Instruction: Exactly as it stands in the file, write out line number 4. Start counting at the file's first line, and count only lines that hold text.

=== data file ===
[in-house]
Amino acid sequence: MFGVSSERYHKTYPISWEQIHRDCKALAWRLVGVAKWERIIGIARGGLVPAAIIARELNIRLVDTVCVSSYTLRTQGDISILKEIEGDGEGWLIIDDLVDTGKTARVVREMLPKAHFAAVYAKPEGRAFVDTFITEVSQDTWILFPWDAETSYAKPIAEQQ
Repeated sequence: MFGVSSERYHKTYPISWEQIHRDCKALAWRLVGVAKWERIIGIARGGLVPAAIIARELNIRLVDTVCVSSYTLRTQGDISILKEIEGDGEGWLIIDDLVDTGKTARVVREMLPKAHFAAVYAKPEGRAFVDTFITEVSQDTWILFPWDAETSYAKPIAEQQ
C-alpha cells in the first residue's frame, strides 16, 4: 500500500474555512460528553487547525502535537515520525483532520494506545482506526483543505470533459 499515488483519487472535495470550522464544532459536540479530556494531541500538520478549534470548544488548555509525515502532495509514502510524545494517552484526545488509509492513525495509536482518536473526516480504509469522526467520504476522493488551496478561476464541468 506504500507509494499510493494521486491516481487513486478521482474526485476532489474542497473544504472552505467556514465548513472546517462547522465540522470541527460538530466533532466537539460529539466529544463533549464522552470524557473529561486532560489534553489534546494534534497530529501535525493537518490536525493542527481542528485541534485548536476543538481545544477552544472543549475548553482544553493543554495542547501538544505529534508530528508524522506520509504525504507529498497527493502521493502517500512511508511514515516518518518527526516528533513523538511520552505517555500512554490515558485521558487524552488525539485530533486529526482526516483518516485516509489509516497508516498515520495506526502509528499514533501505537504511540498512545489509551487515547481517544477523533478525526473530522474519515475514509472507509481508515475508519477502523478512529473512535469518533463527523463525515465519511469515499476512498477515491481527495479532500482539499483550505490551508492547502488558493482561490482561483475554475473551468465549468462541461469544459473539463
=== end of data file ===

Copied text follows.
C-alpha cells in the first residue's frame, strides 16, 4: 500500500474555512460528553487547525502535537515520525483532520494506545482506526483543505470533459 499515488483519487472535495470550522464544532459536540479530556494531541500538520478549534470548544488548555509525515502532495509514502510524545494517552484526545488509509492513525495509536482518536473526516480504509469522526467520504476522493488551496478561476464541468 506504500507509494499510493494521486491516481487513486478521482474526485476532489474542497473544504472552505467556514465548513472546517462547522465540522470541527460538530466533532466537539460529539466529544463533549464522552470524557473529561486532560489534553489534546494534534497530529501535525493537518490536525493542527481542528485541534485548536476543538481545544477552544472543549475548553482544553493543554495542547501538544505529534508530528508524522506520509504525504507529498497527493502521493502517500512511508511514515516518518518527526516528533513523538511520552505517555500512554490515558485521558487524552488525539485530533486529526482526516483518516485516509489509516497508516498515520495506526502509528499514533501505537504511540498512545489509551487515547481517544477523533478525526473530522474519515475514509472507509481508515475508519477502523478512529473512535469518533463527523463525515465519511469515499476512498477515491481527495479532500482539499483550505490551508492547502488558493482561490482561483475554475473551468465549468462541461469544459473539463